Jump to content

Unofficial Home of Old Simplicity & Allis-Chalmers Garden Tractors

Sign in to follow this  
rsnik

Split rail fence.

Recommended Posts

rsnik
Had to change plans because of Tropical Storm Earl arriving as we speak. I dumped another couple yards of loam, skimmed off piles of stored loam with really huge weeds on the pile as I thought the high fiber content in the loam would help. The rain bands came in and I had to quit working with the Bobcat 250 as the slick conditions were too dangerous. I ended up doing all the work with the Sovereign 18 with the 46" springer blade. Granted the loam was freshly dumped and it was periodically, pouring rain but I was astonished at how the tractor could get work done. The tractor has some very old, but still good, Sears aggy tires that I am sure you are familiar with, off of some old tractor I bought, along with chains. No weights. No action pics, just the results.




Share this post


Link to post
Share on other sites
rsnik
I built up that wide, level area on top and the steep embankment with roughly a hundred of yards of fill and about 30 yards of loam. There used to be a lawn there with a gentle slope. They have a shrub planting out here on the Atlantic coast called a beach rose that is used to hold steep sand dunes. It is very hardy, low maintenance and perfect for holding that steep, sandy embankment. Here is a pic below. It's called beach rose or rosa rugosa.


The pic shows just one big shrub, but if you plant a bunch of them they turn into a big dense hedge, ideal for extra large planting areas. I got a deal on a bunch of them. I put the split rail fence down low so the beach rose hedge can fall back on it and keep it off the driveway. Also I was able to dig into solid ground instead of loose fill and loam down low with the backhoe. The pics don't show it but I dig a big hole with the backhoe, use a couple bags of sack crete to pinch the post so I can set the height and level it. Then I back fill and tamp with reprocessed asphalt, which compacts really well (got a deal on 50 tons of asphalt and 140 yards of loam back in June). I push a little dirt on top which the pics show. You can kick those posts and they don't budge. Up higher, in the loose dirt, probably not so much. The berm is just to keep this storm from washing the embankment out and why I am up long past my bed time. It is not looking so good. The grading was intended to both keep the water from flowing over the bank and also to get drainage going down the length and not form a lake that could breach the berm. I am getting a get a lake in a bad place.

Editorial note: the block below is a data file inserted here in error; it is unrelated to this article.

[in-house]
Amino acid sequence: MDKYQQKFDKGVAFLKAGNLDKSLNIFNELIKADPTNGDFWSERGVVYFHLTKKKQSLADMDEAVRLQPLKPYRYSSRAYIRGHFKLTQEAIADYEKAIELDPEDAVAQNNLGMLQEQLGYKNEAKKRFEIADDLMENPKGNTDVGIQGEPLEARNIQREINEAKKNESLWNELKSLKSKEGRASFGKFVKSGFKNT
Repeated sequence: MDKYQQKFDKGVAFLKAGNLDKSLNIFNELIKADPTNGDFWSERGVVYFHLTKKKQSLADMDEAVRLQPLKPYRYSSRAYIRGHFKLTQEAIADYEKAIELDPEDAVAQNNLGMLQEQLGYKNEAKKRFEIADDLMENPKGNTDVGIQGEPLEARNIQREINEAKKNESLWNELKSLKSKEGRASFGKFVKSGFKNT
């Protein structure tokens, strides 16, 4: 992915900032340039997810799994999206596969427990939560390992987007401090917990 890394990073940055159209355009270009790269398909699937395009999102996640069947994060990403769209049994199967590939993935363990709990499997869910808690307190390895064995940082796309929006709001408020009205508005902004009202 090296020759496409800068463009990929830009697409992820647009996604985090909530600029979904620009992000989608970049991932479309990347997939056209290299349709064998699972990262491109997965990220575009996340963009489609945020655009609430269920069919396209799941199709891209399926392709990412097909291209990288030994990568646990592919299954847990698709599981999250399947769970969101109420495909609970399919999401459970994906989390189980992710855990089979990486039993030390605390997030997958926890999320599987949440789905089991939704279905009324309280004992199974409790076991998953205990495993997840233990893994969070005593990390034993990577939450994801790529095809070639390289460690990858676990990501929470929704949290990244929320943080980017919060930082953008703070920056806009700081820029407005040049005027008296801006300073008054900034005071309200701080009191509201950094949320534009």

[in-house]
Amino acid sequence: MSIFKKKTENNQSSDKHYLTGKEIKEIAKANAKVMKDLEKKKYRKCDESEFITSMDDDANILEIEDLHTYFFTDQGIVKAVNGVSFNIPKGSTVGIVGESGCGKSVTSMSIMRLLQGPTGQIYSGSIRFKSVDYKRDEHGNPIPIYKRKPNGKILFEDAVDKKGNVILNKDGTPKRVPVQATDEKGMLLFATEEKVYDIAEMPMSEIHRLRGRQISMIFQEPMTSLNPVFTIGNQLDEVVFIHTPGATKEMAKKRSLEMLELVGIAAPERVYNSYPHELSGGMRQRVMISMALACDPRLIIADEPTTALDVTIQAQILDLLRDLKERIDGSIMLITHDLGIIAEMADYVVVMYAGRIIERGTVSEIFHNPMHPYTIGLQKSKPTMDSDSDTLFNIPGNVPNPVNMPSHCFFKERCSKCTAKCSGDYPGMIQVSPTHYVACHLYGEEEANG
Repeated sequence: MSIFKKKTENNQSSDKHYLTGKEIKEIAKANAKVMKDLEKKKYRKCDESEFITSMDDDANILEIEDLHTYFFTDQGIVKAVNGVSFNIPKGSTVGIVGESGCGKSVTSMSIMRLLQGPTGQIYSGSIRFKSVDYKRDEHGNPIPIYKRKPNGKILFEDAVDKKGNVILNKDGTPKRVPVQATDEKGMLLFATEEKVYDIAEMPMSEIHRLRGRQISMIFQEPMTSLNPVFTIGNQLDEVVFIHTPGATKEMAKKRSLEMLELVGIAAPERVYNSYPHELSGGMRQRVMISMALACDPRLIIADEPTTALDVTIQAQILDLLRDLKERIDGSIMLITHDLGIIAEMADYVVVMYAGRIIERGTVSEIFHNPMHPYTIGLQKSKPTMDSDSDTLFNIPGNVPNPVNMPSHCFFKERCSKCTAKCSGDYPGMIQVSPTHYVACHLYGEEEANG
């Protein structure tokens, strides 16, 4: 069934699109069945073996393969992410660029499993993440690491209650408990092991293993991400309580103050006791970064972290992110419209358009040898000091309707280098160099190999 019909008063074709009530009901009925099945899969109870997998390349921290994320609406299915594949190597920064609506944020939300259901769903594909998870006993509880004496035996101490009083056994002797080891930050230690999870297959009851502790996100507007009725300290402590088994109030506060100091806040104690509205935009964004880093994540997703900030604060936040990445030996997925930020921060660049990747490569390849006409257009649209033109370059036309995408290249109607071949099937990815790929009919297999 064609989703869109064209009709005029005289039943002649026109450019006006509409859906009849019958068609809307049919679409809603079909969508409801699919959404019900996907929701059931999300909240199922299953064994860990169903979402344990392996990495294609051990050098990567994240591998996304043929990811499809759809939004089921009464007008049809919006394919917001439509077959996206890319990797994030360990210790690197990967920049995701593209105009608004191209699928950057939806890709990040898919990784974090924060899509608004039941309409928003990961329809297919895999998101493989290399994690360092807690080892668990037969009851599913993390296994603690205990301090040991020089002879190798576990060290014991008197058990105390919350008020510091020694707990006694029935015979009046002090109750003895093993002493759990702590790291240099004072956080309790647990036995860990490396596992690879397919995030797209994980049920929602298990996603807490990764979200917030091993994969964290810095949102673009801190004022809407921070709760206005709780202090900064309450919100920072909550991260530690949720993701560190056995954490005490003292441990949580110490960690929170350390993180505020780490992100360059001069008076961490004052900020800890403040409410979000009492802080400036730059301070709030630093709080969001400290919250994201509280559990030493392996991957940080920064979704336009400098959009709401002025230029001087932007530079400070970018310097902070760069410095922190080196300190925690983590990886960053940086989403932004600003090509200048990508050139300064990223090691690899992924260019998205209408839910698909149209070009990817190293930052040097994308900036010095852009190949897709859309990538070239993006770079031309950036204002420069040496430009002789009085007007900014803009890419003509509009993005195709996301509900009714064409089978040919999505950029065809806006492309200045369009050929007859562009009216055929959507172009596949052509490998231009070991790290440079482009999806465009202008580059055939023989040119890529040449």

Share this post


Link to post
Share on other sites
rsnik
The lake was getting very close to breaching the berm. The first pic shows the water line, but the water level looked closer to breaching to me when I was out there last night at about 2:30 AM. I was just setting to with a shovel when it went from pouring rain to starry night in a about a minute; when that storm cleared out it did so in a big hurry. Back to fence building today:












Share this post


Link to post
Share on other sites
Sign in to follow this  

  • Who's Online (See full list)

    • airgunner
    • spi
    • simplewrench
    • Brettw
  • Today's Birthdays

    No users celebrating today
  • Recent Status Updates

    • dav-1

      dav-1  »  Talntedmrgreen

        Over a year ago, you answered a question I had about the tool bar for my FDT. In your reply dated Dec 31, 2019  you said the spacer, part #16, goes in the bar to allow for up and down depth adjustment. does this mean the bolt has to be tightened at whatever depth desired or does the bolt slide up and down, allowing the lower hitch to free float?
         If it is tightened so the lower hitch and the bar are rigid, then is the depth to be controlled by the shoes? Or by the lift handle?
        Is there any kind of user directions for the tool bar? The Outdoor Power Manual basically shows how to assemble the bar but not how to use it
      · 1 reply
    • tribswede

      tribswede  »  goatfarmer

      ISO a deck for a 6516 H and all the connecting hardware any ideas on where to start?
       
      · 1 reply
  • Adverts

×